Tuesday, February 15, 2022

Is the Biden Admin Trying to Hide a Report on Dominion Voting Systems?; Feds Oppose Immediate Release of Voting-Machines Security Report; Biden Admin Urges Court Not to Allow Release of Sealed Report on Dominion Voting Machines

AP Photo/Ben Gray
Is the Biden Admin Trying to Hide a Report on Dominion Voting Systems?
The Biden administration doesn’t want a judge to release a report on Dominion Voting Systems equipment in Georgia, claiming that doing so would “threaten election security,” Just The News reports.
The report was written by the Director of the University of Michigan Center for Computer Security and Society, J. Alex Halderman. Halderman was previously profiled in a video by the New York Times back in 2018 when he demonstrated to a group of students how easy it would be to rig a voting machine.
In the 2018 video, Halderman demonstrated how voting machines are “dangerous” and “obsolete” by holding a mock election with University of Michigan students. Halderman had previously testified before Congress, warning that computerized voting is “vulnerable to sabotage” and “cyberattacks that could change votes.”
“I’m here to tell you that the electronic voting machines Americans got to solve the problem of voting integrity, they turned out to be an awful idea,” Halderman said in the video. “That’s because people like me can hack them, all too easily.” --->READ MORE HERE
AP Photo/John Bazemore
Feds oppose immediate release of voting-machines security report:
A federal cybersecurity agency is reviewing a report that alleges security vulnerabilities in voting machines used by Georgia and other states and says the document shouldn’t be made public until the agency has had time to assess and mitigate potential risks.
The report has been under seal since July in federal court in Atlanta, part of a long-running lawsuit challenging Georgia’s voting machines. Its author, J. Alex Halderman, said in sworn declarations filed publicly with the court that he examined the Dominion Voting Systems machines for 12 weeks and identified “multiple severe security flaws” that would allow bad actors to install malicious software.
Plaintiffs in the case, who are election security advocates and individual voters, have for months called for the release of a redacted version of the report and urged that it be shared with state and federal election security officials. Lawyers for the state had repeatedly objected to those requests, but Secretary of State Brad Raffensperger last month put out a news release calling for its release.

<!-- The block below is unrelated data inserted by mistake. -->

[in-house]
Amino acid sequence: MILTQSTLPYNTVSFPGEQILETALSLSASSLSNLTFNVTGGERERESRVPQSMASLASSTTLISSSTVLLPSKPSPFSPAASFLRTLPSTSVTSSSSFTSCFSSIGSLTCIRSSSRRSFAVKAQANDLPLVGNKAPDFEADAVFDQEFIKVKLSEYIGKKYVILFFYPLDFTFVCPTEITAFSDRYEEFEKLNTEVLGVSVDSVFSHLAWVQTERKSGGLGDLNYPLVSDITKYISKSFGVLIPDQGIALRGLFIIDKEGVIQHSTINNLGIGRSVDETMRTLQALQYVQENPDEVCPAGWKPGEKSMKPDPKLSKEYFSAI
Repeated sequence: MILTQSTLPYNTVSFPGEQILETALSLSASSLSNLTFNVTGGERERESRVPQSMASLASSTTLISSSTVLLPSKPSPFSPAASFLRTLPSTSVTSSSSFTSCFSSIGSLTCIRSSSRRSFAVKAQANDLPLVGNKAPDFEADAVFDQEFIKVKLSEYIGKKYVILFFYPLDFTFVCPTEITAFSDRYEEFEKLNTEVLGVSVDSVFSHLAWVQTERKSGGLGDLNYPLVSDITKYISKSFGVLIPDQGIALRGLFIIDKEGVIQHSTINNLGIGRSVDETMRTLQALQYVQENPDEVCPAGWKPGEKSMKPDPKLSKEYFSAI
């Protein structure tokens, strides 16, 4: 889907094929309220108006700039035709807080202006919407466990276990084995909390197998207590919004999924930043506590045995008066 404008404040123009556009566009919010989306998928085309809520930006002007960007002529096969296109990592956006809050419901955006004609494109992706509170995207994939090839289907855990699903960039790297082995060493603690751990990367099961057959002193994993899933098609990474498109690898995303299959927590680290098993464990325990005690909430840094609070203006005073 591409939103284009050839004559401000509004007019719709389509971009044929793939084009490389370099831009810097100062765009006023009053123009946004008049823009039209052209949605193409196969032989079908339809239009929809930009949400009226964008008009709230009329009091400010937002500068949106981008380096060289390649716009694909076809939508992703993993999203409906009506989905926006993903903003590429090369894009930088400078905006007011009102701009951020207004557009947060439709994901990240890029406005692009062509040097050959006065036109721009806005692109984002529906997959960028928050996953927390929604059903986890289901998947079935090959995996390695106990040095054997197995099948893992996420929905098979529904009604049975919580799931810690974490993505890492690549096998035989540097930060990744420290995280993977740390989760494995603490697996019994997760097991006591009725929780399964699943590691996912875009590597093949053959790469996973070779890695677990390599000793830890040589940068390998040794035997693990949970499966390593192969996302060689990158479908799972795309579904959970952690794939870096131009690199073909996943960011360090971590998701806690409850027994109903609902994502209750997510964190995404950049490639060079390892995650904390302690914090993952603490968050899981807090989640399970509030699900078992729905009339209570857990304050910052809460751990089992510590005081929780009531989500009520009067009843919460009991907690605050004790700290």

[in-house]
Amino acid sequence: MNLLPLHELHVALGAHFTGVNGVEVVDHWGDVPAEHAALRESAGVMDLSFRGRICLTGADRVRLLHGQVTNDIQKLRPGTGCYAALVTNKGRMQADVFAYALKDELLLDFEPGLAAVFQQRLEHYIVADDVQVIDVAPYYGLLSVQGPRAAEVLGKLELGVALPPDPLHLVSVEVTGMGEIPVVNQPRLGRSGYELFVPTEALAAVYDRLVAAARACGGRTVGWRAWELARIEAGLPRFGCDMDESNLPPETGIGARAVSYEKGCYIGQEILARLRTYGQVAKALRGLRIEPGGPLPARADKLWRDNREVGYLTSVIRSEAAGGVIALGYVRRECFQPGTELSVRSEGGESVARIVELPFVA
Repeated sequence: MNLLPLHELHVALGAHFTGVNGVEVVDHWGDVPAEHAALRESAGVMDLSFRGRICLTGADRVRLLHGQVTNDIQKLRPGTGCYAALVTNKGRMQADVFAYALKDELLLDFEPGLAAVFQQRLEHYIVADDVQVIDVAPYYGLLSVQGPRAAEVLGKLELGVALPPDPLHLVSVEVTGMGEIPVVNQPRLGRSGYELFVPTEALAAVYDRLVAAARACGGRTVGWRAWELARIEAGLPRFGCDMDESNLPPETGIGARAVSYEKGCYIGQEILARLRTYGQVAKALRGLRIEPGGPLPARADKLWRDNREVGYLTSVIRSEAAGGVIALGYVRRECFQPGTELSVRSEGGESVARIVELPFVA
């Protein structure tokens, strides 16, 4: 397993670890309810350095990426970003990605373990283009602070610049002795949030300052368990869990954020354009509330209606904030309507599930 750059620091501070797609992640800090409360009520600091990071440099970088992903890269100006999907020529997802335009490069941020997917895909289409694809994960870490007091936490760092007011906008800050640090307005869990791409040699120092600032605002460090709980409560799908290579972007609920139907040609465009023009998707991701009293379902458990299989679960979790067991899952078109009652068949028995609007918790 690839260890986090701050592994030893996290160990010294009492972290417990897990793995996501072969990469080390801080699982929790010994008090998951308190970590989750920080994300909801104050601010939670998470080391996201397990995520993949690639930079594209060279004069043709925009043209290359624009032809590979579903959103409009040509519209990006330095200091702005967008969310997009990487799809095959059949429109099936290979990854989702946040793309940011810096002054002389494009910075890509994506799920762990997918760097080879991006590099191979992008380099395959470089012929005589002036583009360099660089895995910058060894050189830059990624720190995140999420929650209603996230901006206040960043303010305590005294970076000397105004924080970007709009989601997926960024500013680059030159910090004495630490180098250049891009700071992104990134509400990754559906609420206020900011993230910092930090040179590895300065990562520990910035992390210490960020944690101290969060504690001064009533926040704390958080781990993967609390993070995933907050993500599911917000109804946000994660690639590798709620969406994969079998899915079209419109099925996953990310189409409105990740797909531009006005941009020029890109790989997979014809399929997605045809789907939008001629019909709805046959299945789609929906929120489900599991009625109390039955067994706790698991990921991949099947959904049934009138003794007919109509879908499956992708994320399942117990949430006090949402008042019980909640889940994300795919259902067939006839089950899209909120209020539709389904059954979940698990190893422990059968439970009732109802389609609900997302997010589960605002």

U.S. District Judge Amy Totenberg agreed on Feb. 2 that the report could be shared with the U.S. Cybersecurity and Infrastructure Agency, or CISA. The agency said in a court filing Thursday that it would work with Halderman and Dominion to analyze potential vulnerabilities, develop any necessary mitigation measures and work with jurisdictions that use the machines to test and apply any protections. --->READ MORE HERE
Kevin Dietsch/Getty Images
Biden Administration Urges Court Not to Allow Release of Sealed Report on Dominion Voting Machines:
Top officials at a U.S. federal cybersecurity agency are urging a judge not to authorize at this time the release of a report that analyzes Dominion Voting Systems equipment in Georgia, arguing doing so could assist hackers trying to “undermine election security.”
The Cybersecurity and Infrastructure Security Agency (CISA) was recently provided an unredacted copy of the report, which was prepared by J. Alex Halderman, director of the University of Michigan Center for Computer Security and Society.
The report discusses “potential vulnerabilities in Dominion ImageCast X ballot marking devices,” or electronic voting devices, according to the government.
While CISA supports public disclosure of any vulnerabilities and associated mitigation measures with election equipment, allowing the release of the report at this point “increases the risk that malicious actors may be able to exploit any vulnerabilities and threaten election security,” government lawyers said in a Feb. 10 filing in the case.
The case was brought in 2017 by good-government groups and voters who say the lack of paper ballots undermines the voting process. --->READ MORE HERE
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